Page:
With star Sylvester Stallone well past his prime, they turned to budding star Michael B. Jordan. The chemistry between the two revitalized the franchise and gave Stallone perhaps his most well-rounded performance. He wasn’t just the old trainer giving words of wisdom, as he had a nice continuation to his arc with his own struggles.
Meanwhile, Jordan gave his own signature act, a great bounce-back from the infamous Fantastic Four reboot earlier in the year. He supplied new life to these movies with his fiery role as Adonis Creed. Between his capable acting chops and athletic capabilities, he fits perfectly into this movie. Though Southpaw did a better job of depicting boxing sequences that same year, Creed still looks convincing because of Jordan.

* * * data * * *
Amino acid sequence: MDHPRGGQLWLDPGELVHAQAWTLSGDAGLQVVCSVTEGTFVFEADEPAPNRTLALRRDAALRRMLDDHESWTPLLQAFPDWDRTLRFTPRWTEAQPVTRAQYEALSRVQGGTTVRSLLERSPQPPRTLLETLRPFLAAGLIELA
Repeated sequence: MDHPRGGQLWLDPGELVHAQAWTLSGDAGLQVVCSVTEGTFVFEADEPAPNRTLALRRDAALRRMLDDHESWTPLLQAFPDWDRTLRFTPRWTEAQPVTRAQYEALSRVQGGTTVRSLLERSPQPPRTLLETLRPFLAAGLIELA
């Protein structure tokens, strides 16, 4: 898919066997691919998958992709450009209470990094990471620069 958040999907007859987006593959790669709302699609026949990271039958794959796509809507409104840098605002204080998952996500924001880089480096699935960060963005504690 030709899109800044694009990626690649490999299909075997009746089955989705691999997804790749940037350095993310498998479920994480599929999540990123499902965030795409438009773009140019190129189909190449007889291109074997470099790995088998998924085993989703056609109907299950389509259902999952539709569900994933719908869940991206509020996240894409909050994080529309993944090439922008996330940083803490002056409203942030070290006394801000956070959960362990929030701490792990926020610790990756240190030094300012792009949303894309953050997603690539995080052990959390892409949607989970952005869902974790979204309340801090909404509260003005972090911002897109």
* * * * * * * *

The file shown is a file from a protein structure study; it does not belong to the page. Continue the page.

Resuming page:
Overall as a film, it hit points of nostalgia while shifting the franchise toward the future. For every old trait it pulls out, such as the training montages and the story of a boxer on the figurative ropes, it brought something new to the table too.
In boxing terms, it’s a fluid film that lands plenty of punches. Never wavering into boredom or complacency, it’s a film that still maintains its heart-of-a-lion status.
2. Deadpool (2016)
One of the more unique comic book characters in history, Deadpool was ruined at the end of X-Men: Origins. The Merc with a Mouth had his lips sewn up in the final act, thereby taking away one of his most appealing qualities.
After fans clamored and actor Ryan Reynolds pushed hard for a Deadpool film, they finally were given their wish. And even with an inexperienced director and a low-budget production, Deadpool was done justice, and made into the highest-earning R-rated movie in history for good measure.
Deadpool fit in impressive action sequences, vulgar comedy, and roughly dark moments all into one movie and make it stick. Reynolds was born for the role with his constant witticisms and looks to pass as a superhero.